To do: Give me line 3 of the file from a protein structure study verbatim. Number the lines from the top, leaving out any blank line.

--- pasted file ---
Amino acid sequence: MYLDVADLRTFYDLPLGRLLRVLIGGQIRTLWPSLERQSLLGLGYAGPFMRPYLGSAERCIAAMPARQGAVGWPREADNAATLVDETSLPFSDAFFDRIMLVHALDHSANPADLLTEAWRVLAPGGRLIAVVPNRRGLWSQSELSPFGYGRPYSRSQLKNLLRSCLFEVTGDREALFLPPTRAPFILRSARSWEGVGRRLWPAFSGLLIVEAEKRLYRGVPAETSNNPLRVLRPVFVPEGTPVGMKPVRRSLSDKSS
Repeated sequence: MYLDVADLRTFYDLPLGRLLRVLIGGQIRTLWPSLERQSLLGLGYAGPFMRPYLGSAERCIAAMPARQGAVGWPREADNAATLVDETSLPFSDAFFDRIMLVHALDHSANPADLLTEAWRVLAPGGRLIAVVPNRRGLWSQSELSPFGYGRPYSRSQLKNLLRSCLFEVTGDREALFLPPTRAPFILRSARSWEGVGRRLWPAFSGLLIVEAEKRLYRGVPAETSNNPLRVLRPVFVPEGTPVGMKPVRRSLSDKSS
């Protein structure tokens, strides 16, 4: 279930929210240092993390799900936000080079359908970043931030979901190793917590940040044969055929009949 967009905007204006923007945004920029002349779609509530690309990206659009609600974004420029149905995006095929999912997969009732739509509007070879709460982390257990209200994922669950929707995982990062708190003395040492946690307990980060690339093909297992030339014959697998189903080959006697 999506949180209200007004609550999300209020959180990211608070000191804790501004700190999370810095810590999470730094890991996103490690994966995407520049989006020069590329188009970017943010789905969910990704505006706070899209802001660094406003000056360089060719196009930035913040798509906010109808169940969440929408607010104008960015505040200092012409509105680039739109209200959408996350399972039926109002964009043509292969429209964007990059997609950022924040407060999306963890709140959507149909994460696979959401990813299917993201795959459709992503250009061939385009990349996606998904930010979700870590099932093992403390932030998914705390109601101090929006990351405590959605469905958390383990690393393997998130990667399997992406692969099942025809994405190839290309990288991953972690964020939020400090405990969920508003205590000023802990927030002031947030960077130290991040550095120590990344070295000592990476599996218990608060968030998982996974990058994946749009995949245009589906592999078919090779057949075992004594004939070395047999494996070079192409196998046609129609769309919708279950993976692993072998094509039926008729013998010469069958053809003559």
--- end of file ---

């Protein structure tokens, strides 16, 4: 279930929210240092993390799900936000080079359908970043931030979901190793917590940040044969055929009949 967009905007204006923007945004920029002349779609509530690309990206659009609600974004420029149905995006095929999912997969009732739509509007070879709460982390257990209200994922669950929707995982990062708190003395040492946690307990980060690339093909297992030339014959697998189903080959006697 999506949180209200007004609550999300209020959180990211608070000191804790501004700190999370810095810590999470730094890991996103490690994966995407520049989006020069590329188009970017943010789905969910990704505006706070899209802001660094406003000056360089060719196009930035913040798509906010109808169940969440929408607010104008960015505040200092012409509105680039739109209200959408996350399972039926109002964009043509292969429209964007990059997609950022924040407060999306963890709140959507149909994460696979959401990813299917993201795959459709992503250009061939385009990349996606998904930010979700870590099932093992403390932030998914705390109601101090929006990351405590959605469905958390383990690393393997998130990667399997992406692969099942025809994405190839290309990288991953972690964020939020400090405990969920508003205590000023802990927030002031947030960077130290991040550095120590990344070295000592990476599996218990608060968030998982996974990058994946749009995949245009589906592999078919090779057949075992004594004939070395047999494996070079192409196998046609129609769309919708279950993976692993072998094509039926008729013998010469069958053809003559």